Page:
"Hark! The Herald Angels Sing" is a Christmas carol that first appeared in 1739 in the collection Hymns and Sacred Poems, having been written by Charles Wesley. A somber man, Wesley had requested and received slow and solemn music for his lyrics, not the joyful tune expected today. Moreover, Wesley's original opening couplet is "Hark! how all the welkin rings / Glory to the King of Kings". The popular version is the result of alterations by various hands, notably by Wesley's co-worker George Whitefield who changed the opening couplet to the familiar one, and by Felix Mendelssohn. A hundred years after the publication of Hymns and Sacred Poems, in 1840, Mendelssohn composed a cantata to commemorate Johann Gutenberg's invention of the printing press, and it is music from this cantata, adapted by the English musician William H. Cummings to fit the lyrics of “Hark! The Herald Angels Sing”, that propels the carol known today.
Wesley felt renewed strength to spread the Gospel to ordinary people and it was around then that he began to write the poetic hymns for which he would become known. It wasn't until 1739 that the brothers took to field preaching, under the influence of George Whitefield, whose open-air preaching was already reaching great numbers of Bristol colliers. After ceasing field preaching and frequent travel due to illness, Wesley settled and worked in the area around St Marylebone Parish Church. In April 1749, he married the much younger Sarah Gwynne (1726–1822), also known as Sally. She was the daughter of Marmaduke Gwynne, a wealthy Welsh magistrate who had been converted to Methodism by Howell Harris. They moved into a house in Bristol in September 1749. Sarah accompanied the brothers on their evangelistic journeys throughout Britain, until at least 1753. After 1756 Charles made no more journeys to distant parts of the country, mainly just moving between Bristol and London. Plaque in the Westminster commemorating the site of Wesley's house. In 1771 Charles obtained another house, in London, and moved into it that year with his elder son. By 1778 the whole family had transferred from Bristol to the London house, at 1 Chesterfield Street, Marylebone, where they remained until Charles' death and on into the 19th century. The house in Bristol still stands and has been restored, however the London house was demolished in the mid 19th century. Only three of the couple's children survived infancy: Charles Wesley junior (1757–1834), Sarah Wesley (1759–1828), who like her mother was also known as Sally and Samuel Wesley (1766–1837) Their other children, John, Martha Maria, Susannah, Selina and John James are all buried in Bristol having died between 1753 and 1768.  Both Samuel and Charles junior were musical child prodigies and, like their father, became organists and composers. Charles junior spent most of his career as the personal organist of the English Royal family, and Samuel became one of the most accomplished musicians in the world and often called "the English Mozart." Furthermore, Samuel Wesley's son, Samuel Sebastian Wesley, was one of the foremost British composers of the 19th century. Monument erected in St Mary le Bone Old Churchyard to mark the position of the original grave of Charles Wesley. On his deathbed Charles sent for the church's rector John Harley and told him "Sir, whatever the world may say of me, I have lived, and I die, a member of the Church of England. I pray you to bury me in your churchyard." On his death, his body was carried to the church by six clergymen of the Church of England, and a memorial stone to him stands in the gardens in Marylebone High Street, close to his burial spot. One of his sons, Samuel, became organist of the church. Wesley's conversion had a clear impact on his doctrine, especially the doctrine of the Holy Spirit. The change in doctrine can be seen in his sermons after 1738, but is most notable in his hymns written after 1738. From his published work, "Hymns and Prayers to the Trinity" and in Hymn number 62 he writes "The Holy Ghost in part we know, For with us He resides, Our whole of good to Him we owe, Whom by His grace he guides, He doth our virtuous thoughts inspire, The evil he averts, And every seed of good desire, He planted in our hearts." Charles communicates several doctrines; we have the personal indwelling of the Holy Spirit, the sanctifying work of the Holy Spirit, the depravity of mankind, and our personal accountability to God. This was a vital contribution not only to Methodism, but to modern theology as a whole.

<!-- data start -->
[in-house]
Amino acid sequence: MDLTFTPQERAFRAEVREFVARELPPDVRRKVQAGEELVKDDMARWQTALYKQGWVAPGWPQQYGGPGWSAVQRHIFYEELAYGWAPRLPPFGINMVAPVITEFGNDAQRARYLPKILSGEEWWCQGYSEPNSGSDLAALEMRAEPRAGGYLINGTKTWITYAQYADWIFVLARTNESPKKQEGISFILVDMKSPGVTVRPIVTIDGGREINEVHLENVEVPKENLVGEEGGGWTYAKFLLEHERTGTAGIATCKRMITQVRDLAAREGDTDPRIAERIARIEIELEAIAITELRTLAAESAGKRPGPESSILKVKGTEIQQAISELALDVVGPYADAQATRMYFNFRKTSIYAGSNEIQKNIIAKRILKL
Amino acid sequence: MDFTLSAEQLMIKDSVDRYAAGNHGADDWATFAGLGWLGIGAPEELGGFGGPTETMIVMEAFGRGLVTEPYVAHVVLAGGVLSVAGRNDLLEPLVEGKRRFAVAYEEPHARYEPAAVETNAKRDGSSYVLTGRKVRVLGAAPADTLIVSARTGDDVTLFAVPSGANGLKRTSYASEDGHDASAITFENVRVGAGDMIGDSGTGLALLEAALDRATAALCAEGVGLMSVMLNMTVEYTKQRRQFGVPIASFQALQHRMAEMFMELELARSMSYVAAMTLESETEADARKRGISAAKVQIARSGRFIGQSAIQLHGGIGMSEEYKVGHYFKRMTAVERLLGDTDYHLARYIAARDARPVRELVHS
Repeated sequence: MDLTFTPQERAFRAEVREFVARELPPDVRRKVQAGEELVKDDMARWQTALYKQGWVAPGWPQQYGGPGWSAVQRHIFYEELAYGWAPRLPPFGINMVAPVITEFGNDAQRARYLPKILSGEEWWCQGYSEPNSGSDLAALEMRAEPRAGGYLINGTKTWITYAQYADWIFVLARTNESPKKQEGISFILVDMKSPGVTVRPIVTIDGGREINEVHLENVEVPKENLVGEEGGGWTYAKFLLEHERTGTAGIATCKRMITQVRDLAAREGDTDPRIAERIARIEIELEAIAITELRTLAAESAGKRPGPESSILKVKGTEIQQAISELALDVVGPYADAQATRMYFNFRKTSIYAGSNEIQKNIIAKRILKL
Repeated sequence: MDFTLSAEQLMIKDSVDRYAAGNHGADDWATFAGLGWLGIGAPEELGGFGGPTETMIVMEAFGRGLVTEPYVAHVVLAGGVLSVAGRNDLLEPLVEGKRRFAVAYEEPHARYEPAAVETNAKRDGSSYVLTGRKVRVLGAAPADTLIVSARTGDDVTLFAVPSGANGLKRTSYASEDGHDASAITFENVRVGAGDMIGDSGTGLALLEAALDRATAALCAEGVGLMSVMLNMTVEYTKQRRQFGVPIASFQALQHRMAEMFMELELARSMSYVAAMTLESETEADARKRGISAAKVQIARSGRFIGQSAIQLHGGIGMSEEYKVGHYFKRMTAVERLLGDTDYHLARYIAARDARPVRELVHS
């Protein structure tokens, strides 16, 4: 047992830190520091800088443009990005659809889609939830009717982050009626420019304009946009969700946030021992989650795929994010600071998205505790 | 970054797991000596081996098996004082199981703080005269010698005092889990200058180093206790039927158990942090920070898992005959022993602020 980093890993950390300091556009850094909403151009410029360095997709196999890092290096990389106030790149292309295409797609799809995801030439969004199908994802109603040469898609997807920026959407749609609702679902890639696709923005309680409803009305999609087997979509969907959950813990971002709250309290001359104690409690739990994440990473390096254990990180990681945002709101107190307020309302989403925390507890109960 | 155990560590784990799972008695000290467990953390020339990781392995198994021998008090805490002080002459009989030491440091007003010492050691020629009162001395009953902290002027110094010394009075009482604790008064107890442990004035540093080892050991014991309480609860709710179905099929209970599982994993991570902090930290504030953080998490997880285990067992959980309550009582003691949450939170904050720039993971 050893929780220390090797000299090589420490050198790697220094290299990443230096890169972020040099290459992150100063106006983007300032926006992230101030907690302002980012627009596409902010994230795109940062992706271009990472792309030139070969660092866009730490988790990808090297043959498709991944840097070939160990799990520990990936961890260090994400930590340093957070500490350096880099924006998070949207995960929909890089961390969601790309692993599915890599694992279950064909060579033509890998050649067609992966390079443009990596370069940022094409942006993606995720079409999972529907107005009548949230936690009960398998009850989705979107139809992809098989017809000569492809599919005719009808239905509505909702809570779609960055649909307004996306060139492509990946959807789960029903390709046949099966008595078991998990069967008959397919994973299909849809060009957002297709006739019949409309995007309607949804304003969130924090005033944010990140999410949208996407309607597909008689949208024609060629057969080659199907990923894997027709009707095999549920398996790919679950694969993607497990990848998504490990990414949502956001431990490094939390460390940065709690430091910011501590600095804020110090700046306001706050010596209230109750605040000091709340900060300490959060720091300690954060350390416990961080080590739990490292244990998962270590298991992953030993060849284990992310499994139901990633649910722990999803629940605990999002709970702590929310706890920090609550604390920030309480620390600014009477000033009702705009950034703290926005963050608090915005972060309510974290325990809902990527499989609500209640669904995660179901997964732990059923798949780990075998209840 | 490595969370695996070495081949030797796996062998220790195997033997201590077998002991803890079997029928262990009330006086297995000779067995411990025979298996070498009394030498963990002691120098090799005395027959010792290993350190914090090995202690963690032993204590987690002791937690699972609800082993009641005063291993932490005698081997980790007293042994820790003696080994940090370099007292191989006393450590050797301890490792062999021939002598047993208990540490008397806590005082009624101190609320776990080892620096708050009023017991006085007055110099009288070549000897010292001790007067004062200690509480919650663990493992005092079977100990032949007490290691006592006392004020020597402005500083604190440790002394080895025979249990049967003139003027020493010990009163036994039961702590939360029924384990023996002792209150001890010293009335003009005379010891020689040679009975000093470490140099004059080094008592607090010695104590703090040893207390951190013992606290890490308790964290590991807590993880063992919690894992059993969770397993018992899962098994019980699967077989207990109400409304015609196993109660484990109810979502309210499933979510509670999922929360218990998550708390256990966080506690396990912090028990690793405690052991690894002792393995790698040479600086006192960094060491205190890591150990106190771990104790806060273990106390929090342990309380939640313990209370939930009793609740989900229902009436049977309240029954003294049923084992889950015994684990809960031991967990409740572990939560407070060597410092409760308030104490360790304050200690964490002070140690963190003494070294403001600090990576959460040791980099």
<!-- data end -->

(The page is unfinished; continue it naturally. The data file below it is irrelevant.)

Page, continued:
Historical information from Wikipedia.com

Leave a comment